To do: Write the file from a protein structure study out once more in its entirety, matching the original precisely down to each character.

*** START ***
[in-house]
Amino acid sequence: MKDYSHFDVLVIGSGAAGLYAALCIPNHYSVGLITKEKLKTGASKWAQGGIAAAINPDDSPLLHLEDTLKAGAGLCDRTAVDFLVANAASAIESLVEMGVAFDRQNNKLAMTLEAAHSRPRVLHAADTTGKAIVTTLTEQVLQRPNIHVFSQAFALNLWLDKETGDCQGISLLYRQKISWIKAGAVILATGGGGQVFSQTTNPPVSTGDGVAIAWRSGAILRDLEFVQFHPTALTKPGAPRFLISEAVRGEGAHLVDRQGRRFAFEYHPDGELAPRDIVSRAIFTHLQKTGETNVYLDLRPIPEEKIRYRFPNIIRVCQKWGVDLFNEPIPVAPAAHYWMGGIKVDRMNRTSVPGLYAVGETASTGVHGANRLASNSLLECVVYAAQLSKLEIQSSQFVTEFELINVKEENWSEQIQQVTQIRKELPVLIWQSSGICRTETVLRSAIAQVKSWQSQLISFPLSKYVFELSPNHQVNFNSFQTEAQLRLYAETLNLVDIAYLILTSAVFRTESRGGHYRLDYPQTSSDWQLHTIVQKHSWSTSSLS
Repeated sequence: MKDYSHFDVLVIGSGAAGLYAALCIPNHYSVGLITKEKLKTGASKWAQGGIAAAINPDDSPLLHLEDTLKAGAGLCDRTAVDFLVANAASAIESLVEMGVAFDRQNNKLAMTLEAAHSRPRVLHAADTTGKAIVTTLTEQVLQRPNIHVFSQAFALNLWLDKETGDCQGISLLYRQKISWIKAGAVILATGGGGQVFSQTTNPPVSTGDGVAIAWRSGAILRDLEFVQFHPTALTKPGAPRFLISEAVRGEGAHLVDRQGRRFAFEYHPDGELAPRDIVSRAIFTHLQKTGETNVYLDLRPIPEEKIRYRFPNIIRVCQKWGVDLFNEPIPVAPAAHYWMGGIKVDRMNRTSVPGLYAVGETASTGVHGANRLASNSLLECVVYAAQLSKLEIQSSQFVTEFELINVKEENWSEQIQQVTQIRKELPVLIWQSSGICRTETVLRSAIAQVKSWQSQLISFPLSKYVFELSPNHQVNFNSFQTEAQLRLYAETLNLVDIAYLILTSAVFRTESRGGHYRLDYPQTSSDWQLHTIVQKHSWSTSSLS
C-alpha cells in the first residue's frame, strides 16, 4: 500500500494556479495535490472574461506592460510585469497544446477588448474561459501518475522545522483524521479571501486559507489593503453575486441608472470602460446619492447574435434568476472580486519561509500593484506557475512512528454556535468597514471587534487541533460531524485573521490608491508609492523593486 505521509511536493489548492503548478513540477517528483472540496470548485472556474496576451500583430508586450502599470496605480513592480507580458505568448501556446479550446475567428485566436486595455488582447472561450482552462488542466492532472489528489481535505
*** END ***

[in-house]
Amino acid sequence: MKDYSHFDVLVIGSGAAGLYAALCIPNHYSVGLITKEKLKTGASKWAQGGIAAAINPDDSPLLHLEDTLKAGAGLCDRTAVDFLVANAASAIESLVEMGVAFDRQNNKLAMTLEAAHSRPRVLHAADTTGKAIVTTLTEQVLQRPNIHVFSQAFALNLWLDKETGDCQGISLLYRQKISWIKAGAVILATGGGGQVFSQTTNPPVSTGDGVAIAWRSGAILRDLEFVQFHPTALTKPGAPRFLISEAVRGEGAHLVDRQGRRFAFEYHPDGELAPRDIVSRAIFTHLQKTGETNVYLDLRPIPEEKIRYRFPNIIRVCQKWGVDLFNEPIPVAPAAHYWMGGIKVDRMNRTSVPGLYAVGETASTGVHGANRLASNSLLECVVYAAQLSKLEIQSSQFVTEFELINVKEENWSEQIQQVTQIRKELPVLIWQSSGICRTETVLRSAIAQVKSWQSQLISFPLSKYVFELSPNHQVNFNSFQTEAQLRLYAETLNLVDIAYLILTSAVFRTESRGGHYRLDYPQTSSDWQLHTIVQKHSWSTSSLS
Repeated sequence: MKDYSHFDVLVIGSGAAGLYAALCIPNHYSVGLITKEKLKTGASKWAQGGIAAAINPDDSPLLHLEDTLKAGAGLCDRTAVDFLVANAASAIESLVEMGVAFDRQNNKLAMTLEAAHSRPRVLHAADTTGKAIVTTLTEQVLQRPNIHVFSQAFALNLWLDKETGDCQGISLLYRQKISWIKAGAVILATGGGGQVFSQTTNPPVSTGDGVAIAWRSGAILRDLEFVQFHPTALTKPGAPRFLISEAVRGEGAHLVDRQGRRFAFEYHPDGELAPRDIVSRAIFTHLQKTGETNVYLDLRPIPEEKIRYRFPNIIRVCQKWGVDLFNEPIPVAPAAHYWMGGIKVDRMNRTSVPGLYAVGETASTGVHGANRLASNSLLECVVYAAQLSKLEIQSSQFVTEFELINVKEENWSEQIQQVTQIRKELPVLIWQSSGICRTETVLRSAIAQVKSWQSQLISFPLSKYVFELSPNHQVNFNSFQTEAQLRLYAETLNLVDIAYLILTSAVFRTESRGGHYRLDYPQTSSDWQLHTIVQKHSWSTSSLS
C-alpha cells in the first residue's frame, strides 16, 4: 500500500494556479495535490472574461506592460510585469497544446477588448474561459501518475522545522483524521479571501486559507489593503453575486441608472470602460446619492447574435434568476472580486519561509500593484506557475512512528454556535468597514471587534487541533460531524485573521490608491508609492523593486 505521509511536493489548492503548478513540477517528483472540496470548485472556474496576451500583430508586450502599470496605480513592480507580458505568448501556446479550446475567428485566436486595455488582447472561450482552462488542466492532472489528489481535505